Articles Posted in Products Liability

Journal of the American Medical Association reports on a study suggesting that doctors may want to prescribe stroke victims antidepressants right away. Researchers in Iowa gave low doses of the SSRI antidepressant Lexapro to stroke patients. The patients on the drug were 4.5 times less likely to develop depression than patients given a placebo.

If this study is replicated, the results are astonishing given the rather limited efficacy of SSRIs generally. Similar findings may lead to the use of the much-maligned SSRI antidepressants despite the criticism of recent years. Almost a quarter of a million Americans develop depression within two years after having a stroke. As is often the case, depression affects outcome: stroke patients with depression recover less quickly and are more likely to die.

SSRIs, such as Prozac, Lexapro, Cipralex, Esertia, and Zoloft, have a lot of troubling side effects. While it took almost a decade for the labeling to reflect the risks, SSRIs cause an increased risk of suicidal thoughts and actions. The New England Journal of Medicine and other medical journals have also reported that some SSRI antidepressants are linked to an increased risk of persistent pulmonary hypertension (PPHN) in children whose mothers used SSRIs after the 20th week of gestation. SSRIs have also been linked to heart, cranial, lung, and abdominal defects. If all of that is not enough, extreme reactions have also been reported in patients when they stop taking some SSRIs.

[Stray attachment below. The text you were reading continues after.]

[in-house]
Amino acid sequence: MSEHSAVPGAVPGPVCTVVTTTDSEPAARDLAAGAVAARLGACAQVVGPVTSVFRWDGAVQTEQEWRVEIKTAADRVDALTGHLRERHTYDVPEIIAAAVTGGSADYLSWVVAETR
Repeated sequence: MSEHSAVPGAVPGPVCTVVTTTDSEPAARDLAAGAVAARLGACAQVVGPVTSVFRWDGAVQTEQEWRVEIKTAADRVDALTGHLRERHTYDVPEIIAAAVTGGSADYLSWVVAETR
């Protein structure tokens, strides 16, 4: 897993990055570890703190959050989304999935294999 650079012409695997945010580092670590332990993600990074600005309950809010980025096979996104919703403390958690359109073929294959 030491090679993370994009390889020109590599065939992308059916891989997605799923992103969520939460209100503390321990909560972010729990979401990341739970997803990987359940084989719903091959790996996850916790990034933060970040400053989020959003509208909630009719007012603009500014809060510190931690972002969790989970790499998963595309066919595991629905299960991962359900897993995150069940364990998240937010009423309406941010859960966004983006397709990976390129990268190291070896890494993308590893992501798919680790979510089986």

Overlawyered has a blog post today about the reports of a high school pitcher suing his school district because he wore out his arm throwing 140 pitches in a single game. Here is the gist of the story from the Seattle Times: Seven years ago, Plaintiff was pitching against a rival school. He had no plans to take himself out of the game. In the eighth inning his mother, assuming you believe her story, told coach, “He’s at 117 pitches. He’s done.” (How many mothers out there are keeping exact pitch counts?) You know the rest of the story. The Plaintiff hurts his arm. He thinks he was the next coming of Roger Clemens… better make that Greg Maddux… and files suit claiming the coach should have pulled him out of the game.

Overlawyered and the Maryland Lawyer Blog agree that the possibility of a lawsuit causes people to act differently than they otherwise would. Where we disagree is whether, on balance, this is a good thing for society. For example, football coaches now know that depriving kids of water during practice is a bad thing and their doing so may expose the school to liability. In this area I think coaches already have proper incentive to do the right thing and this will only serve to exaggerate the risk of a “pitch count” lawsuit. Even if this is what I believe is the first lawsuit of its kind in this country. Obviously every baseball coach around the country is going to be talking about this and many are going to become worried about pitch counts.